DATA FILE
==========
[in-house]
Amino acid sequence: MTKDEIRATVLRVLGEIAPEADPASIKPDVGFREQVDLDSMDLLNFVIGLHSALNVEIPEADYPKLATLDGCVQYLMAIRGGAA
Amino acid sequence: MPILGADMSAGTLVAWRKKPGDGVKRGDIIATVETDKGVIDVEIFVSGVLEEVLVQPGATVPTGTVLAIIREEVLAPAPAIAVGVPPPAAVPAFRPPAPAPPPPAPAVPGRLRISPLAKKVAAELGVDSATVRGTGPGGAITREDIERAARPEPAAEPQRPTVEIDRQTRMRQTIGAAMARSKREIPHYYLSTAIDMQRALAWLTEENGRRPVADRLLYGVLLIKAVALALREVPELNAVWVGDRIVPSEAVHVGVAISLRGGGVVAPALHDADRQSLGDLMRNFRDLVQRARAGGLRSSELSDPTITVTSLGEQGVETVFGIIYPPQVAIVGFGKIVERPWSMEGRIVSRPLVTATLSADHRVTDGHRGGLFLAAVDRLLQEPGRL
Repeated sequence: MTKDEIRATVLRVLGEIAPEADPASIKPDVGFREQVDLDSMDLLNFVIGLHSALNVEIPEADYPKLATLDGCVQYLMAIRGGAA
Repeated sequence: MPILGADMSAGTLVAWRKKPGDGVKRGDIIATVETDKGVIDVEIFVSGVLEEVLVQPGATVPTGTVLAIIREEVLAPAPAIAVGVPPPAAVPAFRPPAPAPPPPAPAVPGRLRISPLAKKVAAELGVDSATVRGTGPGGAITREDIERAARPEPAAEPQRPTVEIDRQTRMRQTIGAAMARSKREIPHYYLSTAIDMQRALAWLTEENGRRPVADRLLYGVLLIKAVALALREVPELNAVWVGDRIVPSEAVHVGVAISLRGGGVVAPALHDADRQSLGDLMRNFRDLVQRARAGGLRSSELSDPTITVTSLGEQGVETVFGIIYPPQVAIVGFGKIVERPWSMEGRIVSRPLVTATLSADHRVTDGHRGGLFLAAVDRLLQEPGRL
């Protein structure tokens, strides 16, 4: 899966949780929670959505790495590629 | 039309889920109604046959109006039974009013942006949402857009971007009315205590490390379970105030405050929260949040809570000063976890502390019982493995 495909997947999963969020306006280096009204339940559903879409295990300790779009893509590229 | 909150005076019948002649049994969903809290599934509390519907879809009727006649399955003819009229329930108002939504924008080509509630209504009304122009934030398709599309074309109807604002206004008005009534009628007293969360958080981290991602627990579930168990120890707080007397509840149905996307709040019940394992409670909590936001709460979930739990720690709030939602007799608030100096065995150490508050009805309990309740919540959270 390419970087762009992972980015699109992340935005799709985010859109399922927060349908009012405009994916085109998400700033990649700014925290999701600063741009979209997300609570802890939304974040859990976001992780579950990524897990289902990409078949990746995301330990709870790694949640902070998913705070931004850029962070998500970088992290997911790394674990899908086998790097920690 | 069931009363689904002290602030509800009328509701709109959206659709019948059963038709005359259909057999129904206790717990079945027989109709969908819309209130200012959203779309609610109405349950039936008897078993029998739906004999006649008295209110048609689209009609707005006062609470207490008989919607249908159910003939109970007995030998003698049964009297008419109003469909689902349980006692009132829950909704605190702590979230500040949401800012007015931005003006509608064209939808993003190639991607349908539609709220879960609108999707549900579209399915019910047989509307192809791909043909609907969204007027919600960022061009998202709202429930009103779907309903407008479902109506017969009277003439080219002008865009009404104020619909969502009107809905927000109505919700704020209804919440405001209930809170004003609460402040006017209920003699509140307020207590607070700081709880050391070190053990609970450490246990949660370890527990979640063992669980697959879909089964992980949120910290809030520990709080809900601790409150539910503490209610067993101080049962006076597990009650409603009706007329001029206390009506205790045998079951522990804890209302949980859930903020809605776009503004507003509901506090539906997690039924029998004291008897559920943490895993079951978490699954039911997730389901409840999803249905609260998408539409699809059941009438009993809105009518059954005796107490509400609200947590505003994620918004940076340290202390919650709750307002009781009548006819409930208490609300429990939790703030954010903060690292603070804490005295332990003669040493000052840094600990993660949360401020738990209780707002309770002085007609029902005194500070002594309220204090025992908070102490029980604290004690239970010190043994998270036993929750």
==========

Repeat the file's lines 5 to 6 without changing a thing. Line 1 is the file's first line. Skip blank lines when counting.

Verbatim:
Repeated sequence: MPILGADMSAGTLVAWRKKPGDGVKRGDIIATVETDKGVIDVEIFVSGVLEEVLVQPGATVPTGTVLAIIREEVLAPAPAIAVGVPPPAAVPAFRPPAPAPPPPAPAVPGRLRISPLAKKVAAELGVDSATVRGTGPGGAITREDIERAARPEPAAEPQRPTVEIDRQTRMRQTIGAAMARSKREIPHYYLSTAIDMQRALAWLTEENGRRPVADRLLYGVLLIKAVALALREVPELNAVWVGDRIVPSEAVHVGVAISLRGGGVVAPALHDADRQSLGDLMRNFRDLVQRARAGGLRSSELSDPTITVTSLGEQGVETVFGIIYPPQVAIVGFGKIVERPWSMEGRIVSRPLVTATLSADHRVTDGHRGGLFLAAVDRLLQEPGRL
């Protein structure tokens, strides 16, 4: 899966949780929670959505790495590629 | 039309889920109604046959109006039974009013942006949402857009971007009315205590490390379970105030405050929260949040809570000063976890502390019982493995 495909997947999963969020306006280096009204339940559903879409295990300790779009893509590229 | 909150005076019948002649049994969903809290599934509390519907879809009727006649399955003819009229329930108002939504924008080509509630209504009304122009934030398709599309074309109807604002206004008005009534009628007293969360958080981290991602627990579930168990120890707080007397509840149905996307709040019940394992409670909590936001709460979930739990720690709030939602007799608030100096065995150490508050009805309990309740919540959270 390419970087762009992972980015699109992340935005799709985010859109399922927060349908009012405009994916085109998400700033990649700014925290999701600063741009979209997300609570802890939304974040859990976001992780579950990524897990289902990409078949990746995301330990709870790694949640902070998913705070931004850029962070998500970088992290997911790394674990899908086998790097920690 | 069931009363689904002290602030509800009328509701709109959206659709019948059963038709005359259909057999129904206790717990079945027989109709969908819309209130200012959203779309609610109405349950039936008897078993029998739906004999006649008295209110048609689209009609707005006062609470207490008989919607249908159910003939109970007995030998003698049964009297008419109003469909689902349980006692009132829950909704605190702590979230500040949401800012007015931005003006509608064209939808993003190639991607349908539609709220879960609108999707549900579209399915019910047989509307192809791909043909609907969204007027919600960022061009998202709202429930009103779907309903407008479902109506017969009277003439080219002008865009009404104020619909969502009107809905927000109505919700704020209804919440405001209930809170004003609460402040006017209920003699509140307020207590607070700081709880050391070190053990609970450490246990949660370890527990979640063992669980697959879909089964992980949120910290809030520990709080809900601790409150539910503490209610067993101080049962006076597990009650409603009706007329001029206390009506205790045998079951522990804890209302949980859930903020809605776009503004507003509901506090539906997690039924029998004291008897559920943490895993079951978490699954039911997730389901409840999803249905609260998408539409699809059941009438009993809105009518059954005796107490509400609200947590505003994620918004940076340290202390919650709750307002009781009548006819409930208490609300429990939790703030954010903060690292603070804490005295332990003669040493000052840094600990993660949360401020738990209780707002309770002085007609029902005194500070002594309220204090025992908070102490029980604290004690239970010190043994998270036993929750």